Article
Full-text available
The World Database of Happiness is an ongoing register of scientific research on subjective appreciation of life. It brings together findings that are scattered throughout many studies and prepares for research synthesis. The database stores research findings and presents these in standardized abstracts. This system differs from bibliographies that store publications and data-archives that store investigations. The system prepares for synthetic analysis by capitalizing on conceptual selectiveness, comparability, and completeness. As the method is new, there is no common word for it. It is called a finding-browser. The database allows selection of findings by a) indicator used, b) public, time and place, c) methodology of the investigation. The correlational findings can also be found on subject. The system prepares for synthetic studies, in particular for reviews and meta-analyses; it facilitates comparisons across time and nations. When applied on a well-defined field, it allows a better accumulation of available knowledge and a better focusing of new research. The data-system serves to cope with the following problems of research integration, a) chronic confusion of tongues, b) growing mass of research findings, c) scattered publication of findings, and d) selective reviewing and retrieval of findings. The database is freely available on the web. The Internet address is: http:// www. eur. nl/fsw.eur.nl/research/happiness.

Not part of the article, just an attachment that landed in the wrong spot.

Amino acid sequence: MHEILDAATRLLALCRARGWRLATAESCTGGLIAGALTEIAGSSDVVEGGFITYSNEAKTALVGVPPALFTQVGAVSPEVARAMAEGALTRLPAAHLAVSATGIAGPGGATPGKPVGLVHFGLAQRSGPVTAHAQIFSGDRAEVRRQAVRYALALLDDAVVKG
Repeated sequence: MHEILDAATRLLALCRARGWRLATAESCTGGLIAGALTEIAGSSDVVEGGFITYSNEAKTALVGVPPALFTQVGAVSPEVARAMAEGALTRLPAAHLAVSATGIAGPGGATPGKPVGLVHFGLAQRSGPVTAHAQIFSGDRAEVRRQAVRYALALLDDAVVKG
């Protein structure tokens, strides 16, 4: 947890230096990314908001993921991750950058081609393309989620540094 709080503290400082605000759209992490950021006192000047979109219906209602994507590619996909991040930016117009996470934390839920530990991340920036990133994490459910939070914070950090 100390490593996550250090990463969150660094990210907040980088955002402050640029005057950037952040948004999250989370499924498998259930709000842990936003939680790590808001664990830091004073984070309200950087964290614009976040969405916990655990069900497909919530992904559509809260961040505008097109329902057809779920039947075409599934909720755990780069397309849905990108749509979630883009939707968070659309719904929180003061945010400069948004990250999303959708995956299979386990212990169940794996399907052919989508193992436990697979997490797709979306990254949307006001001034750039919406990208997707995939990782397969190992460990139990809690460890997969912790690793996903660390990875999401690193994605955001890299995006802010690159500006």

Article
Notions of a good life have not changed much over time. All the concepts known today can be found in early writings. What has changed is the prominence attached to the aspects of the good life. Another long-term change is that conceptualizations became more specific and that empirical research has revealed their reality links, which made increasingly clear that there is no such thing as ‘true happiness.’
Article